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Gonzaga Basketball

College basketball teams set to begin practice

Gonzaga guard Gary Bell, Jr., says he’s feeling good after being able to take time to let a stress fracture and other nagging injuries heal. (Tyler Tjomsland)
Gonzaga guard Gary Bell, Jr., says he’s feeling good after being able to take time to let a stress fracture and other nagging injuries heal. (Tyler Tjomsland)

Gonzaga takes on task of replacing 3 of last season’s standouts

The Gonzaga Bulldogs open men’s basketball practice Saturday with the obvious story line centered on how they’ll replace three standouts from the 2013 team.

Gonzaga has plenty of experience dealing with departures of the program’s best players – Dan Dickau, Blake Stepp, Adam Morrison, Ronny Turiaf, Jeremy Pargo, Matt Bouldin, to name a few. The current crew will have to adjust to playing without Kelly Olynyk, first-round draft pick of the Boston Celtics; Elias Harris, now with the Los Angeles Lakers; and wing Mike Hart, a relentless rebounder and defender.

Those exits open up minutes, lots of them, at three positions. Harris averaged 27.8 minutes per game, Olynyk 26.4 and Hart 16.9.

Sophomore center Przemek Karnowski and senior forward Sam Dower are expected to assume larger roles, but they won’t be on the floor every minute. Other front-court options include true freshman Ryan Edwards, a 7-footer from Montana, 6-6 senior Drew Barham and 6-8 Louisville transfer Angel Nunez, who becomes eligible in December.

At the “3” options include sophomore Kyle Dranginis, Providence transfer Gerard Coleman and Barham, who earned additional minutes in the second half of last season. Gonzaga has also utilized a three-guard lineup of Kevin Pangos, Gary Bell Jr., and David Stockton at times the last two years.

Gonzaga won 32 games and landed the school’s first No. 1 ranking and No. 1 NCAA tournament seeding a year ago. The Bulldogs were upset by Wichita State in the round of 32. Bell was a spectator for virtually the entire second half with an ankle injury.

Bell took it easy this summer to allow a stress fracture and other nagging injuries time to heal.

“Nothing really hurts anymore,” said Bell, who joins Pangos to give GU an experienced guard tandem. “That’s a good feeling.”

Washington State

They won’t be practicing at a middle school like the football team, but Washington State’s basketball team will begin its preparations for the upcoming season in Lewiston on Friday with the Cougars’ annual team retreat ahead of Tuesday’s first official practice.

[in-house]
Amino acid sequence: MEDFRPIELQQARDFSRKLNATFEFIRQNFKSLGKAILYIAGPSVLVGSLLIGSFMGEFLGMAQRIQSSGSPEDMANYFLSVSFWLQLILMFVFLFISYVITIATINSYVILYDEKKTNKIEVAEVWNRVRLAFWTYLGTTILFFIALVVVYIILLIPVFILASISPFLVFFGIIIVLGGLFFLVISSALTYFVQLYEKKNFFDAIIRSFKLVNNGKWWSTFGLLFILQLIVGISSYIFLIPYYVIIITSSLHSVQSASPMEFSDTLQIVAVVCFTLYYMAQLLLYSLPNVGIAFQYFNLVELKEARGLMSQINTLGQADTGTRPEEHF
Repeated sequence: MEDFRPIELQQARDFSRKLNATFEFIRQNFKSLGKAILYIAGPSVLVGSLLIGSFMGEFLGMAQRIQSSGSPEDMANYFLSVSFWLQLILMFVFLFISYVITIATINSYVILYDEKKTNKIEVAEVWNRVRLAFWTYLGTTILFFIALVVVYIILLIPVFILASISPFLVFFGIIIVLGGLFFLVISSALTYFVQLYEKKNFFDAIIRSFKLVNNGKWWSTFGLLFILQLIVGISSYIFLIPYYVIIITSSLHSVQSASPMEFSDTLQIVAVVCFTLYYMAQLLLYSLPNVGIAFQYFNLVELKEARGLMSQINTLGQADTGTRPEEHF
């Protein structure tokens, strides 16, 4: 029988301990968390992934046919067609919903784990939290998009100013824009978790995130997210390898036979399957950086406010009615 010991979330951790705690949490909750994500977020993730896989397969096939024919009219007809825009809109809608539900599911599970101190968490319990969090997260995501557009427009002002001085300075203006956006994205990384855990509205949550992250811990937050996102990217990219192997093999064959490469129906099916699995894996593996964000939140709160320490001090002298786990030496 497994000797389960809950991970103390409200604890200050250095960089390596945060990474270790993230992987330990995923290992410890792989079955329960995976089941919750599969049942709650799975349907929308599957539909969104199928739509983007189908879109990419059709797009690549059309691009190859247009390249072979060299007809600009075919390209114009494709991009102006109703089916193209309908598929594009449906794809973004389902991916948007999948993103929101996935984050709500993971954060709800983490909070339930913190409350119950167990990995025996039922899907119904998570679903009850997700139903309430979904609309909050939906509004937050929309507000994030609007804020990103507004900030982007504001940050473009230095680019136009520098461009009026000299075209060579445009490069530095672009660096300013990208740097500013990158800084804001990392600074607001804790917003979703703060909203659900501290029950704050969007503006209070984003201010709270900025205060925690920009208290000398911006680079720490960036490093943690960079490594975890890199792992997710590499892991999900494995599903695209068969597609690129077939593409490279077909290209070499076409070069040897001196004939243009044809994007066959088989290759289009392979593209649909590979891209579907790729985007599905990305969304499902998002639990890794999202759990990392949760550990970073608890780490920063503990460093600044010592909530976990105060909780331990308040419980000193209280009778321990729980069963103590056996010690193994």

And this year, coach Ken Bone has a distinct, immediate goal in mind for his players.

“A culture of toughness and defense,” Bone said. “I think our identity this year, it’s got to be about getting stops and taking care of the ball.”

Aiding in that task will be new assistant coach Rod Jensen, a college basketball veteran who is known for his ability to coach defense. The Cougars haven’t been particularly successful in that department since Tony Bennett left for Virginia following the 2008-09 season, and Jensen was hired in an attempt to change that.

WSU will be without guard Que Johnson for at least the first two or three weeks of practice, Bone said, as he recovers from a stress fracture in his shin. Johnson has been on crutches recently, but Bone said he’ll come off those on Monday. He expects him to be ready when the season starts.

The Cougars must find a way to replace Brock Motum, the team’s leading scorer the past two seasons. They’ll likely do that with some combination of Johnson and returning starters Royce Woolridge and DaVonte Lacy.

Bone said if the season started today, Woolridge would start at point guard. But junior-college transfer Danny Lawhorn will be given opportunities to run the offense, too. Senior D.J. Shelton and junior Jordan Railey will likely anchor WSU’s frontcourt.

Eastern Washington

The Eagles will open practices Tuesday for the upcoming 31-game season.

Entering their third season under head coach Jim Hayford, the Eagles will practice in the mornings, starting Tuesday at 10 a.m. Eastern will have 30 practices between then and the season opener at home against Pacific University Nov. 10.

The Eagles return four starters and seven letter-winners to a team that finished 10-21 overall and 7-13 in the Big Sky Conference.

“The early-season schedule is tough when you look at it,” said Hayford. “When you play the Huskies it is a big challenge.”


Coach Don Verlin has broken in new-look rosters during his six-year stint at Idaho, but never one with so many first-year players – and perhaps never one with so much raw talent.

The Vandals, who open practice on Saturday, have just three returning letter-winners, most notably senior Stephen Madison and Post Falls native Connor Hill. Center Joe Kammerer also returns after averaging 9.6 minutes per game last season.

The roster is dominated by newcomers, 12 in all. Former Utah and Eastern Washington guard Glen Dean, a graduate transfer, will be paired with six freshmen, including his brother, Perrion Callandret, and four junior-college transfers.

Redshirt freshman Ty Egbert and junior guard Allen Jiles IV practiced with UI last year while sitting out.

Staff writers Jim Allen and Christian Caple and correspondent Josh Wright contributed to this report.